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Martus: The Global Social Justice Monitoring System

Human Rights Trainings in Nigeria

By Vijaya Tripathi

As outreach coordinator for Martus, Benetech’s secure software application, I travel to many countries where human rights defenders need tools to gather, organize and back up information about human rights violations. Over the past few years, I have seen human rights groups become much more sophisticated about how they use technology to document human rights abuses.

My most recent visit to Nigeria confirmed this trend. While visiting the country, I met with members of the National Human Rights Commission (NHRC) who are using a growing collection of technology tools to confront reported human rights incidents. Nigerian security forces have been accused of a series of abuses including extrajudicial killings, election violence and vote rigging.

During my first visit to the Nigerian capital of Abuja last April, I learned that a member of the NHRC who had been monitoring local elections had been beaten and unlawfully detained. Human rights monitors in Nigeria continue to be harassed. But the NHRC is developing an information management system that uses our Martus software to keep their data more secure.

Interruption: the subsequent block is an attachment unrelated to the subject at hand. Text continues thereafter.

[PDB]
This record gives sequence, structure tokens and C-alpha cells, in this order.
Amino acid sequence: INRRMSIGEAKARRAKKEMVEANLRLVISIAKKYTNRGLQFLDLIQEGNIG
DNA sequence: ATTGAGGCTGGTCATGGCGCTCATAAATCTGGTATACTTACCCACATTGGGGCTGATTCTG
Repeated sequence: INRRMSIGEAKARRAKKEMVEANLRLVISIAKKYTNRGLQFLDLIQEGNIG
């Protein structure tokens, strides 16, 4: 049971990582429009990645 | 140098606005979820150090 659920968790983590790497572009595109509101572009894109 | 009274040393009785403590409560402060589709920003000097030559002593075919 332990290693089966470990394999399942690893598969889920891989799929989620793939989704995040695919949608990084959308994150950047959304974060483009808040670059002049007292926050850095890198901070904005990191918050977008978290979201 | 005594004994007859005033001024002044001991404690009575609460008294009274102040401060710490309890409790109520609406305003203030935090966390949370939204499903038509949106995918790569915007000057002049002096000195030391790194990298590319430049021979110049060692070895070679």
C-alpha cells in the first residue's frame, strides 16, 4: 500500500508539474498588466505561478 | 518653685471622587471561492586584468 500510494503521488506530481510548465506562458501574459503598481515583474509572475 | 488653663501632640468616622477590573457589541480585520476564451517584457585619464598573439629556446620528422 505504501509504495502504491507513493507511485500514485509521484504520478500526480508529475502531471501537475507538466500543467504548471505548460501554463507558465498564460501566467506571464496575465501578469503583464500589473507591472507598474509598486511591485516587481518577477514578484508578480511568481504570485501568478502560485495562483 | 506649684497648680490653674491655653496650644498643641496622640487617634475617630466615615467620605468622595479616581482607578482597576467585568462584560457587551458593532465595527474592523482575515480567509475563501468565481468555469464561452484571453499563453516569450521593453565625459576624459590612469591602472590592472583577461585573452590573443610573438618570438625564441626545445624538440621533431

Martus allows human rights defenders to create a searchable and encrypted database of sensitive information from witnesses and victims - and back this data up remotely to their choice of publicly available servers. If a human rights group has a computer stolen or seized, the information it contains can put victims and witnesses in danger of retribution. Martus is used around the world by human rights workers, attorneys, journalists, government officials and others who need to protect their data and the people they work with.